Away from the lavish airconditioning and hand-manicured turf of Qatar’s World Cup Stadiums, two of which will host the world’s best clubs, sits Doha Sports Stadium.
The modest ground, the first in the Gulf with a grass pitch, nestles in the heart of the old city flanked by low-slung concrete villas, Doha’s modest inventory of dive bars, and a bus station.
Despite its deceptively simple exterior of low walls it has hosted footballing titans including Pele as well as boxer Muhammad Ali, known as Cassius Clay until 1964, since opening its doors in 1962.
“This stadium means a lot to me. I grew up in this stadium. My start was on this stadium with the big stars,” said retired Qatar and Al-Sadd star Hassan Mattar.
“It started here very beautifully at that time.”
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Four floodlights tower above the modest neighbourhood which is a far cry from the skyscraper hotels and office blocks clustered together on the opposite side of the West Bay.
A vintage yellow post box speaks to the district’s history, a stone’s throw from the coast and a dhow harbour as well as the Bidda area which has served as the ruling Al-Thani dynasty’s seat of power.
The venue is open-air except for a small pavilion containing the VVIP toilets reserved for the great and the good of the emirate and beyond.
‘A HUGE DIFFERENCE’
By contrast, 60,000-capacity Al-Bayt stadium which will host World Cup matches in 2022 features hotel suites with views of the pitch and balconies in the stands.
“This was the main stadium in Qatar, and in those days the fans filled the stands,” Mattar said of Old Doha Stadium’s 4,000 capacity.
“I have fond memories. This stadium was the only grass planted in the Gulf countries.”
Mattar said that seeing the likes of Pele on his home turf had inspired him and many other Qataris, leading to the country’s modern day infatuation with football.
Maintaining grass pitches is an arduous, water-heavy challenge in the country where summer temperatures routinely exceed 50 degrees Celsius (122 degrees Fahrenheit).
At the Khalifa Stadium 15 kilometres (10 miles) west, which opened in 1976 and will host World Cup games in 2022, groundsmen would “touch up” the turf with green paint to help overcome the brutally hot Gulf summers.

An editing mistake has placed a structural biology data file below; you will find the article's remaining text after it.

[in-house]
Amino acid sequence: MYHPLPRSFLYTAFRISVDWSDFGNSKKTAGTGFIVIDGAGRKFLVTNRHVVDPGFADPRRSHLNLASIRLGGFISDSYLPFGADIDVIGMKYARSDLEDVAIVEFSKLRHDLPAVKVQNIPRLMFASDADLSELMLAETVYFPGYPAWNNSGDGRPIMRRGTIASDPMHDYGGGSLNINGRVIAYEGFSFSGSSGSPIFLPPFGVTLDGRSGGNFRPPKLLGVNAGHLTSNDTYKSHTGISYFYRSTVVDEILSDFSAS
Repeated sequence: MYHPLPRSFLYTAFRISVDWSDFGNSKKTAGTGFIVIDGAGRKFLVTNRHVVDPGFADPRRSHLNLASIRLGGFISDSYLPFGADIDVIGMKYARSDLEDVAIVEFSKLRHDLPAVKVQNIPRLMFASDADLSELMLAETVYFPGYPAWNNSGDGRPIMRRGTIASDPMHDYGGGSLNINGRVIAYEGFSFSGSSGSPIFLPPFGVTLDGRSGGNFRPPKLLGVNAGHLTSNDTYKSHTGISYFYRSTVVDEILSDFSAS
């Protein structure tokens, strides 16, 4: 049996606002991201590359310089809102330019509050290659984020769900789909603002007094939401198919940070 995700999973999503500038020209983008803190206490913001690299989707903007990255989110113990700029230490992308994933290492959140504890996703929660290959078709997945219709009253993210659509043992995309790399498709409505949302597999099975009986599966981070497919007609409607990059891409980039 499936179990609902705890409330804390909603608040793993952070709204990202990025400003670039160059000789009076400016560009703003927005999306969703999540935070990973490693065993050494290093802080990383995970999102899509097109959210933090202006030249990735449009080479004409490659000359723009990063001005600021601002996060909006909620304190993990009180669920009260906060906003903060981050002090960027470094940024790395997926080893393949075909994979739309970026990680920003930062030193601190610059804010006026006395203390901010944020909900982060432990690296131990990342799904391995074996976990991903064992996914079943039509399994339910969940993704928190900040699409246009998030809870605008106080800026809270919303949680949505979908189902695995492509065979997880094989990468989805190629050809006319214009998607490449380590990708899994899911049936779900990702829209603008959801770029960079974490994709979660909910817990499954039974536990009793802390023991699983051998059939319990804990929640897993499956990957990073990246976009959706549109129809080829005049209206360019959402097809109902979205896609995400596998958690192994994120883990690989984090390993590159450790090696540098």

“Switching from this stadium to the new stadiums, yes, there is a huge difference,” said Mattar.
Now Doha Sports Stadium wants for nothing and has received the support of Qatar’s former ruler, the Father Emir Sheikh Hamad bin Khalifa Al-Thani according to those involved in the venue.
Its lush green surface is nowadays used to train Qatari FIFA-level referees as well as hosting smaller youth and exhibition matches.
But its vintage appeal and understated heritage value have been eclipsed by Qatar’s seven new-build stadiums in recent years.
Criticisms of worker welfare on those projects and the environmental cost of airconditioning each of the open-roof stadiums which will host 2022 matches have dogged the jewels in Qatar’s World Cup crown.
Another criticism of Qatar’s hosting of the global soccer spectacle next year is that the country has limited footballing history and even more limited competition credentials.
A clutch of faded but proudly displayed photographs in the Doha Sports Stadium’s pavilion speaks to a modest but distinct footballing tradition which pre-dates the glitz and glamour of Qatar’s petrodollar-fuelled international sporting ambitions.
“We used to go up to the stadium fence and put stones under our feet to watch matches,” said local sports historian and journalist Sultan Jassem.
“As children, we didn’t have money. When big stars like Pele, Clay and (Michel) Platini came along we were dreaming and in awe,” he added, thumbing a black and white photograph of Ali at the venue where a ring was erected on the pitch, a stop on the The Greatest’s tour of the Middle East before fighting Joe Frazier.
“Clay’s show match in Qatar in 1971 brought a special sporting flavour and improved Qatar’s reputation.
“It’s our history.”